How JustAnswer Works:
  • Ask an Expert
    Experts are full of valuable knowledge and are ready to help with any question. Credentials confirmed by a Fortune 500 verification firm.
  • Get a Professional Answer
    Via email, text message, or notification as you wait on our site.
    Ask follow up questions if you need to.
  • 100% Satisfaction Guarantee
    Rate the answer you receive.
Ask Joshua Your Own Question
Joshua
Joshua, Lawyer
Category: Property Law
Satisfied Customers: 25420
Experience:  LL.B (Hons), Higher Prof. Dip. Law & Practice
35043042
Type Your Property Law Question Here...
Joshua is online now

Hi, Can our landlors increase the rent without double glazing

Customer Question

Hi,
Can our landlors increase the rent without double glazing thw windows(even though she promised to do so a year ago)? thanks
Submitted: 4 years ago.
Category: Property Law
Expert:  Joshua replied 4 years ago.
Thanks for your question. Please kindly RATE my answer when you are satisfied

  1. Has your fixed tenancy period expired please?
  2. If so have you agreed a new tenancy or is that what you are presently doing?
  3. Is the insulation for the property inadequate in your view?
Customer: replied 4 years ago.


1.yes,contract expired in jan 2013


2.we are peresently doing


3.yes,totally,when we moved (jan 2012) we were promised that the windows will get fixed asap.


 


thanks

Expert:  Joshua replied 4 years ago.
Thanks. The matter of rent is a matter of negotiation between you and the landlord. If yu canot agree the landlord can either evict you or serve you a s13 notice notifying you of a rent increase and giving you the opportunity to either agree or for it to be referred to a rent tribunal who will fix the rent for one year. The double glazing is not directly relevant to the rent figure.

However that is not to say that the double glazig is not an issue. The landlord has duties under statutory legislation. The Environmental Protection Act 1990 provides that the Landlord has a duty of care to provide adequate and safe conditions in their properties and the Housing Act 2004 introduced the Housing Health and Safety Rating System which shifted assessment towards health and safety impact. Each council is responsible for developing its own policy but most have a substantive list of requirements that address mould, damp and so on. There is a useful guide to the same here: http://www.communities.gov.uk/documents/housing/pdf/142631.pdf. There are also provisions for the safety of electrical installations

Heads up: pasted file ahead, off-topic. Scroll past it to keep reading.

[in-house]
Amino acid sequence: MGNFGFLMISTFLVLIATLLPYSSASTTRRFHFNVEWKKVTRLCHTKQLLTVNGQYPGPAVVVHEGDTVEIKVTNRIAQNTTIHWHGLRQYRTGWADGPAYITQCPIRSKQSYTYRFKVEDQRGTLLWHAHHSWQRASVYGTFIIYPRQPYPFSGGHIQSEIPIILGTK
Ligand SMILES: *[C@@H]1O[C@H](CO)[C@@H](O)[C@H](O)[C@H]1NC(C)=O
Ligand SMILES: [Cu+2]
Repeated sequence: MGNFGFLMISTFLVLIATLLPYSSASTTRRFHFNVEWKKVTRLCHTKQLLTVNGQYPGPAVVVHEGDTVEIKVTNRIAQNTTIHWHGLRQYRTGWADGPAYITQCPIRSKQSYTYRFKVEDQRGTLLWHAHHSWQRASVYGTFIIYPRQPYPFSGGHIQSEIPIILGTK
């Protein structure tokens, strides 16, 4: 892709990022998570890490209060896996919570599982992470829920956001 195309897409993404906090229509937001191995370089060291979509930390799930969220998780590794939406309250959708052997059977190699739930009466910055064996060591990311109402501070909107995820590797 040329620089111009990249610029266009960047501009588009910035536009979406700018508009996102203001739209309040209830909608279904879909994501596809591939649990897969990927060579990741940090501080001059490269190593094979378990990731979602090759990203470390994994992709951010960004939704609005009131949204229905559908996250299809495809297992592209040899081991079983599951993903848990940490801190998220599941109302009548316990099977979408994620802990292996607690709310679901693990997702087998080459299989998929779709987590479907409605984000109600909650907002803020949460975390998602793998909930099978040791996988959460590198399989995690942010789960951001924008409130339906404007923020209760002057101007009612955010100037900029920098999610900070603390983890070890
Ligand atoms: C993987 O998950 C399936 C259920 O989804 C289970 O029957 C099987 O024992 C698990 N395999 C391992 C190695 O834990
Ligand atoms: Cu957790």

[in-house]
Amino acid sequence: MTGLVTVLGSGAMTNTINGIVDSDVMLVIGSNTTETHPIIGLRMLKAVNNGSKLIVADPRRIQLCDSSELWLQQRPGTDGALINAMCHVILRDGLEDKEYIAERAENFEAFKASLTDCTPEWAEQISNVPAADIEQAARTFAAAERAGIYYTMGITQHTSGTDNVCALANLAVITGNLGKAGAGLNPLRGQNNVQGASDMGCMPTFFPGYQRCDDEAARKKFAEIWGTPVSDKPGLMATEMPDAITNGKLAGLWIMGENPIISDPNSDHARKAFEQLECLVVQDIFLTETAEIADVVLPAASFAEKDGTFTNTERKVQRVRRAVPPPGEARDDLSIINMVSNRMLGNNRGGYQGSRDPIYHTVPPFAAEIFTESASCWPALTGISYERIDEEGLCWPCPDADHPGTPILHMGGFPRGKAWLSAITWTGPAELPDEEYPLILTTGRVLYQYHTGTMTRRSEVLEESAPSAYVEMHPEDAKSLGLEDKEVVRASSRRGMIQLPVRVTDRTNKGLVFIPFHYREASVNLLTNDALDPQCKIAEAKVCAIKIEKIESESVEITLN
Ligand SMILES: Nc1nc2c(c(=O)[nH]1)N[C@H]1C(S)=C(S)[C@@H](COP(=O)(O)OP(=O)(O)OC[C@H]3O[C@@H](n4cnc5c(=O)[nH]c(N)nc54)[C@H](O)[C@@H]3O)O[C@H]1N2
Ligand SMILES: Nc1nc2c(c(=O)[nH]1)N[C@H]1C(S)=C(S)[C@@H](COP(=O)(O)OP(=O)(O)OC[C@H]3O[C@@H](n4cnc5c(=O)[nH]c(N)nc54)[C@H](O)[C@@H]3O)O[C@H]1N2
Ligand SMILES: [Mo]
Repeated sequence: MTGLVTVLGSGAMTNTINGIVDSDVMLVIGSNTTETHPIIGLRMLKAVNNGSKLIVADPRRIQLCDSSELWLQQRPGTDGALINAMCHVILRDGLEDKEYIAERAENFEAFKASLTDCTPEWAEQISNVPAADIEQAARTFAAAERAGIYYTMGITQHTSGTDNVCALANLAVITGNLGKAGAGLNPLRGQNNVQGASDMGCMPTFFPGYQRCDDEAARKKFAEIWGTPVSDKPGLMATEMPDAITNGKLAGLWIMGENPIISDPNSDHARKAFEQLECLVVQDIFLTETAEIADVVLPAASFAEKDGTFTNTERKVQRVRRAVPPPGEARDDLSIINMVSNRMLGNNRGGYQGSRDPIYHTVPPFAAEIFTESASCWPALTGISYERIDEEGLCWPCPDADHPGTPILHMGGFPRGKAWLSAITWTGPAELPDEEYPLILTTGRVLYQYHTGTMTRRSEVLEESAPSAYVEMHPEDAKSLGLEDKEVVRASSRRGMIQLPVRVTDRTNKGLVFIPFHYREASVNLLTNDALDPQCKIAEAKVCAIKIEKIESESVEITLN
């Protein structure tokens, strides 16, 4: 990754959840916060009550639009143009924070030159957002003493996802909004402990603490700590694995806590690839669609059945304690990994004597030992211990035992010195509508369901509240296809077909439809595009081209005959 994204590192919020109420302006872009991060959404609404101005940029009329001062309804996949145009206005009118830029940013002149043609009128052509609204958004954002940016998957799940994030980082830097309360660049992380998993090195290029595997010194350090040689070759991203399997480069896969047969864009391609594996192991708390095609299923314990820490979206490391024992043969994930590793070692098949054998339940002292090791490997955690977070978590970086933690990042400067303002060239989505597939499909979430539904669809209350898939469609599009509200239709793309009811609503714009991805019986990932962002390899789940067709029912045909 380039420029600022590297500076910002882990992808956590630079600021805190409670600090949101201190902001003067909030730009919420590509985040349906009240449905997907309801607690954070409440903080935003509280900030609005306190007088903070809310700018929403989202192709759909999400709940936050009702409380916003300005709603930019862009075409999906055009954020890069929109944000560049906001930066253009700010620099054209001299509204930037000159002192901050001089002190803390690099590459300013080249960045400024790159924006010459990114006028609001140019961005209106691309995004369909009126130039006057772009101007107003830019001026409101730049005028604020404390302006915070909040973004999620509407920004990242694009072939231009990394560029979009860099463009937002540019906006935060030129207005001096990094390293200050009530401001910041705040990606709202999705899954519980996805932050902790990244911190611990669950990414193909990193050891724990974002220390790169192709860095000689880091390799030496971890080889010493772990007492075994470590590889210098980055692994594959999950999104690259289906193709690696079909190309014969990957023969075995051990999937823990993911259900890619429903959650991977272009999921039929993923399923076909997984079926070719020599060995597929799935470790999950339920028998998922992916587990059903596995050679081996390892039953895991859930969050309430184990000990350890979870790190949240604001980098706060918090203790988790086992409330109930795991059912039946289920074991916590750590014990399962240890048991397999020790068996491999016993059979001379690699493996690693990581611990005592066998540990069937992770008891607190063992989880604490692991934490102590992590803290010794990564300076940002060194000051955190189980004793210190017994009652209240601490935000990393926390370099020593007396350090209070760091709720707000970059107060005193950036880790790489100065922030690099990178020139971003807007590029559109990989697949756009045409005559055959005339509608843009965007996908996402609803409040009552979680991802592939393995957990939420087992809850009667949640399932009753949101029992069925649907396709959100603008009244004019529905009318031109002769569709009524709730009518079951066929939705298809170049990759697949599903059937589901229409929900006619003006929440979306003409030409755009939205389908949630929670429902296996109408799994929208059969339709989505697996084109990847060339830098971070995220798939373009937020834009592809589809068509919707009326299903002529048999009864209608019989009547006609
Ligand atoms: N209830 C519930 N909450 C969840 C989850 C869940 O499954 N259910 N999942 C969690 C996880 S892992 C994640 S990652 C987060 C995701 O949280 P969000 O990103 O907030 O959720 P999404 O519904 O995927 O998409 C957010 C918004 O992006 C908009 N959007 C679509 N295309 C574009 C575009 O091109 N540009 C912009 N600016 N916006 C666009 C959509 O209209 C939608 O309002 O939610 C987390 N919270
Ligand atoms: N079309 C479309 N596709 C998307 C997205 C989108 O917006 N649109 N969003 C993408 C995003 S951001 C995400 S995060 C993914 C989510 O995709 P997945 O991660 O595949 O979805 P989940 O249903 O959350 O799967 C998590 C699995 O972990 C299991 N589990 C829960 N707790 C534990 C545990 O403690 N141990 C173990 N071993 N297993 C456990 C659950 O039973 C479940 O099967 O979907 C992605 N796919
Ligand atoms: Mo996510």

The Landlord and Tenant Act 1985 places an implied term in every tenancy that the landlord must keep in repair the structure, sanitary installations and exterior of the property. However this does not cover design faults, only a lack of repair - this is provided for in a decision handed down in Quick v Taff Ely BC.

 

 

Landlords can therefore be held liable if they have failed to provide a safe and healthy environment for their tenants. You can use or threaten to use the HHSRS (as above) and ask the environmental department at the local council to carry out a health and safety assessment of the property. They have the power to serve improvement notices on the landlord to remedy any areas which do not come up to standard. The service is free so you have little to lose.However consider that the landlord can give you two onths notice to quit the property if you do not have the benefit of protection of a fixed tenacy contact at present.

 

I hope the above is of some assistance. If you have no further questions for now I should be very grateful if you would kindly take a moment to rate my service to you today. Your feedback is important to me. If there is anything else I can help with please reply back to me.

 

Related Property Law Questions